As a specific example of the kinds of advantages the “cloud operating system” provides, we are currently building a new video service for Jive. Unlike the legacy video service it is replacing, this new service will leverage an array of native AWS video capabilities, including transcription, sentiment analysis, facial recognition, and more. Were we to build all of these capabilities from scratch, or attempt to stitch them together from multiple providers, it would take a significant amount of time and result in a solution of considerable complexity.


However, because we are able to leverage a host of native AWS services, we can rapidly develop new features that are remarkably rich but also quite simple. And, those features will continue to advance as both the “cloud operating system” continues on its exponential innovation trajectory and we work to find new ways to leverage it. If we do this right and eliminate blocking dependencies, the pace of innovation will be dizzying.


The tradeoff, of course, is that by using native AWS services we are building innovations that won’t work in an on-premise world. And we are at peace with this tradeoff; attempting to harmonize the (literally) thousands of different customer configurations, customizations, and deployment models into a single path forward that still meets the needs of each customer grinds software companies to a halt. If you ever wonder why mature software companies stop innovating – look no further than this phenomenon. It’s not that they have suddenly lost the ability or desire to be innovative. It’s that, unlike startups that have few if any existing customers to worry about, they compromise their future by creating too many dependencies on their past.


But it goes far beyond enabling the pace of innovation. It also contributes to simplification, and simplification in turn makes it easier to ensure high quality while innovating. I can provide a very clear example of this by looking at the Jive cloud architecture and where we are taking things.


Simplifying A Mess of Complexity

Jive made the decision to migrate to AWS before Aurea bought the company. This was a good decision and one we wholeheartedly endorsed. Unfortunately, what became increasingly clear in the months that followed is that the Jive cloud architecture was both extraordinarily over-engineered and included dozens of unnecessary and complicating compromises to decouple Jive from AWS. The implication of these decisions was that the Jive code base became larger, extraordinarily complex, and inherently fragile (you can get a sense of this complexity in the “marketecture” illustration of the old Jive cloud architecture below). Some of you that endured transition pains during your AWS migration may have experienced first-hand the impact of this complexity. Complexity breeds fragility.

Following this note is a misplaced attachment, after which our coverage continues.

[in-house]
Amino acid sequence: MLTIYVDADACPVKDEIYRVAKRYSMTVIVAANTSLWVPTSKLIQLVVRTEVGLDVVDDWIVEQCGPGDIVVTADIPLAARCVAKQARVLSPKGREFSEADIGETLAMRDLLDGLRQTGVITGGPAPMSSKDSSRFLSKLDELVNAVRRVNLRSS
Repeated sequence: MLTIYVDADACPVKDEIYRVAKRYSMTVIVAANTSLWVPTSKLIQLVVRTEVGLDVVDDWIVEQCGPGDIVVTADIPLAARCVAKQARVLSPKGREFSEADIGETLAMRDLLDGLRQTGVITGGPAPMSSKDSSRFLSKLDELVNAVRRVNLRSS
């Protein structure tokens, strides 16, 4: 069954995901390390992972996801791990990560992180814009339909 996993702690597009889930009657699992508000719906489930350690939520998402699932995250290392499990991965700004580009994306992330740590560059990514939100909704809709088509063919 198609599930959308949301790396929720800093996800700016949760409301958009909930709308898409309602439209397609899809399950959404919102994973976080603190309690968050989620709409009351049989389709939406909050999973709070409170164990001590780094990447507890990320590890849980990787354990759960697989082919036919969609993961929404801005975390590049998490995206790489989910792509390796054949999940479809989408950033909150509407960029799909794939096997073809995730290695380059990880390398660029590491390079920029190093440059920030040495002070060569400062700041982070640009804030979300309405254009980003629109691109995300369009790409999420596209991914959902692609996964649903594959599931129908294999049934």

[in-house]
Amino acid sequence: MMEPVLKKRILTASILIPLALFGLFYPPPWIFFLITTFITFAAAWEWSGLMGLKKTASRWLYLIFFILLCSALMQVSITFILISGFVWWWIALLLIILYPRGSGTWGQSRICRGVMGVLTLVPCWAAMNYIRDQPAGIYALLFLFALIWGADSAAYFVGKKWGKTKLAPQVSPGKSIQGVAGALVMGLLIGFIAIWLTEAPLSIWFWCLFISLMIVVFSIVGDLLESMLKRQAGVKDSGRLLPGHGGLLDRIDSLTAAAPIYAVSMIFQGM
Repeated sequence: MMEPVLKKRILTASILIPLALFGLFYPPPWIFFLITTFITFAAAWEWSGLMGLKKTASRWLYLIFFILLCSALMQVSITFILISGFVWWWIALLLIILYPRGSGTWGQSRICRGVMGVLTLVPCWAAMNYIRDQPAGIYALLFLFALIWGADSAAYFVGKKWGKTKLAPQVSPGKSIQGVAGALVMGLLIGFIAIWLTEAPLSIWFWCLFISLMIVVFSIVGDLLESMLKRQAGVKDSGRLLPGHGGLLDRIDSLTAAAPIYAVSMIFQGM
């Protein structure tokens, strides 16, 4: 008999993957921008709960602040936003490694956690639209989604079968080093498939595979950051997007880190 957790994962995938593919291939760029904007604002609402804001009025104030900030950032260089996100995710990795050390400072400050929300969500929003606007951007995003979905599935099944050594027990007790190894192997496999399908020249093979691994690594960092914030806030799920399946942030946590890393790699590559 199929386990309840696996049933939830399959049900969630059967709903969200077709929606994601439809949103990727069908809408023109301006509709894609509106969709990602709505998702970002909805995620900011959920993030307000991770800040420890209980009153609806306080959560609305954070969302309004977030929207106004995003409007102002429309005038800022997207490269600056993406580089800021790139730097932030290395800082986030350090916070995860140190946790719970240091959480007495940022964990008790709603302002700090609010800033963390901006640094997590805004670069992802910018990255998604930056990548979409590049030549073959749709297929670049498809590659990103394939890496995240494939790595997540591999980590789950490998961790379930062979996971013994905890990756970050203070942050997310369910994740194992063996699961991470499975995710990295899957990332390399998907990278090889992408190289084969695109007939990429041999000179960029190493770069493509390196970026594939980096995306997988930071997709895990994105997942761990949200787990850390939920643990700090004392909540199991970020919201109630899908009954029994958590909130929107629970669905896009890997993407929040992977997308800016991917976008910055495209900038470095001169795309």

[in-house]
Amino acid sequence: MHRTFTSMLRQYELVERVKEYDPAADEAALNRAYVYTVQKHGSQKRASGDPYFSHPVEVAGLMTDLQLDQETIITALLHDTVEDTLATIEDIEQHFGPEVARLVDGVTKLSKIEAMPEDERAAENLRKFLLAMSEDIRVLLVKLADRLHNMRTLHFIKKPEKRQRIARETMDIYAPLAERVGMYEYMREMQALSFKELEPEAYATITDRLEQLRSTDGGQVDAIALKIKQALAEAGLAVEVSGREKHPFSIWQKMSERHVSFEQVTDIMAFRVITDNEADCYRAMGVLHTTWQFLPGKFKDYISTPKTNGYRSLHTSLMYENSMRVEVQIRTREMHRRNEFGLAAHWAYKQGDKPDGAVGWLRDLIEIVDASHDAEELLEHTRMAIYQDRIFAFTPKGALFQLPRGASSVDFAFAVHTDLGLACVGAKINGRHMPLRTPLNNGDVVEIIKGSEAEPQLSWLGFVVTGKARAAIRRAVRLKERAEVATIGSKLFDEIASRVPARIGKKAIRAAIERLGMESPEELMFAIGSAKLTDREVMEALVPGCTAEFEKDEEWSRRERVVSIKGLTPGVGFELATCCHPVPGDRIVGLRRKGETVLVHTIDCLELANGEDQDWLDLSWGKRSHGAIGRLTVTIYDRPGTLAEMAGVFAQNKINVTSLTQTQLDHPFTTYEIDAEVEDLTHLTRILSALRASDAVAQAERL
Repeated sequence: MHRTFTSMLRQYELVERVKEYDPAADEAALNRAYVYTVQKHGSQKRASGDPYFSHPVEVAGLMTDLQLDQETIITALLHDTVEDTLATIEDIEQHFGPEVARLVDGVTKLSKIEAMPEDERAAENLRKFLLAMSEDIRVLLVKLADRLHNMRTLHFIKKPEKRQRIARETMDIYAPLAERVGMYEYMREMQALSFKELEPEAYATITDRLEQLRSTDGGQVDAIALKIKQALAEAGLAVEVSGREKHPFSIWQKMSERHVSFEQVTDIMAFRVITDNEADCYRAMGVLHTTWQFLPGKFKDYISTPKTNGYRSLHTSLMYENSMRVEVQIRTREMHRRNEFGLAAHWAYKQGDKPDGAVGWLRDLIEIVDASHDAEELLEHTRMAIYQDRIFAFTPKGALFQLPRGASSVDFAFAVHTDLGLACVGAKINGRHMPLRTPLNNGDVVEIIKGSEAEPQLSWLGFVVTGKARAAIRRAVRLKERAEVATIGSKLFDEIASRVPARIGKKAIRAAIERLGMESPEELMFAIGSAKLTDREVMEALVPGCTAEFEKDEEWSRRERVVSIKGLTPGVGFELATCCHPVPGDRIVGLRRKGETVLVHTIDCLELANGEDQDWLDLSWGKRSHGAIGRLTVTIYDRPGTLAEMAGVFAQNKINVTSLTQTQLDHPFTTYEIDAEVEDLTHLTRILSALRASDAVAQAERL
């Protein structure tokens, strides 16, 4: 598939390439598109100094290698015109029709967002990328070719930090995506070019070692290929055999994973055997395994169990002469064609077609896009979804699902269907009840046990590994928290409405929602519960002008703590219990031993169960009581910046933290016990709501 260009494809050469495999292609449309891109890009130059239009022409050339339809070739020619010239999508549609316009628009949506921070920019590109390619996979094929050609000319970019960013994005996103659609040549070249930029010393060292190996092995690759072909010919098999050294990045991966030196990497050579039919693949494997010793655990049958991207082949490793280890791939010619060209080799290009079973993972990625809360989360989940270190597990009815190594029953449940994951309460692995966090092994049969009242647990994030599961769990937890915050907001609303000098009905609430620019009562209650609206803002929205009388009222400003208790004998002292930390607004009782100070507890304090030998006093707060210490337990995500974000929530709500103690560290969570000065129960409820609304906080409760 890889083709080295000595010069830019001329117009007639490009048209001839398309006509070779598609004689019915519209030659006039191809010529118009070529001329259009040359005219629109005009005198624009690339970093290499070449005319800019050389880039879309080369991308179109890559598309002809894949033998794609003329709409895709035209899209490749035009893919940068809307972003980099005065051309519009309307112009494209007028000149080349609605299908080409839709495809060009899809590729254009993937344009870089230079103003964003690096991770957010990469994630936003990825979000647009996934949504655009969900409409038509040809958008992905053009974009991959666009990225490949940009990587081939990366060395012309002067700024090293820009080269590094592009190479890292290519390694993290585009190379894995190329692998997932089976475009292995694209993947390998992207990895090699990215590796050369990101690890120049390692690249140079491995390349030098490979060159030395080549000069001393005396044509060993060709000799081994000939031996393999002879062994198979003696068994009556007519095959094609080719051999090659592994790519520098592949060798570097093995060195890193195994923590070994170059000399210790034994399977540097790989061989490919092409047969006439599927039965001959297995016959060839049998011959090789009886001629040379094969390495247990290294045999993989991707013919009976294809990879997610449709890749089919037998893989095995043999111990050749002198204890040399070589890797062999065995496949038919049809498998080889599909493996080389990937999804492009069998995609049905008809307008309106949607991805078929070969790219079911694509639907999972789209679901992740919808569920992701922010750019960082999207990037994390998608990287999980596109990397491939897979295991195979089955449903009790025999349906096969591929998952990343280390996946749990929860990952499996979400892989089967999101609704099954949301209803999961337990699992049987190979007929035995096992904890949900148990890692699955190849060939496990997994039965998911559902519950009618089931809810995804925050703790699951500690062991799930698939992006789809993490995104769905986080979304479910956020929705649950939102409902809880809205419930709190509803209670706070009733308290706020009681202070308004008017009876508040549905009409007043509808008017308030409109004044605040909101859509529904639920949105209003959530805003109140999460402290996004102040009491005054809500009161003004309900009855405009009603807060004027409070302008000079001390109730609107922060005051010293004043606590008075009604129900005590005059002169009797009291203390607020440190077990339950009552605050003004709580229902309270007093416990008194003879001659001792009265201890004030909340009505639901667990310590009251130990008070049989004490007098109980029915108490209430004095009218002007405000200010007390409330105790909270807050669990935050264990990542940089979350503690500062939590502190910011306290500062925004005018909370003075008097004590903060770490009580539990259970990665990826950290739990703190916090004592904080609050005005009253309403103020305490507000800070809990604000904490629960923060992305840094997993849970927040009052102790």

So, in addition to building new capabilities such as revamped search, the new video service described earlier, and all of our PeopleGraph centered innovation on AWS services, we are also rewriting and simplifying large swaths of the Jive cloud codebase to do the same. This won’t necessarily yield increased functionality, but it will result in a substantially simpler, more manageable, and higher quality code base that is vastly more resilient and suited to the pace of innovation we aspire to. We’ve been hard at work on this re-architecture, and we consider it of equal importance to all the work we’re doing with PeopleGraph.


We are embracing a future for Jive cloud that will be simultaneously rich in innovation but also remarkably simple under the hood … all made possible by unencumbering it from legacy dependencies.




So, to put a bow around all of this, for cloud customers we have really been focused on three big product initiatives. The first is the overall migration to AWS – a huge effort that has involved multiple releases in order to move and stabilize hundreds of customers as they migrate to the new environment and architecture. Thankfully, this work is nearly complete. This is the jumping off point for everything we are doing, and was a critical, if time-consuming, first step.


The second is the re-architecture to native AWS services I’ve talked through in this post, and that effort is well underway and customers will begin to see the benefits once the migration work is finally complete in the months to come. We will roll this out in a step-wise, iterative fashion, changing and simplifying the plane while flying it. These changes are what will enable us to actually take full advantage of the power of AWS to deliver rapid innovation to customers.


The third of course is the new PeopleGraph-based innovation that we are building on this new architecture. We have completed much of the work on the core PeopleGraph engine and are now working on the first sets of new application features that will be built on top of it. We’ll be sharing those first sets of innovations in the months ahead and I’ll have more details on the first things we’ll be shipping in a future blog post on our “Insights” innovation theme.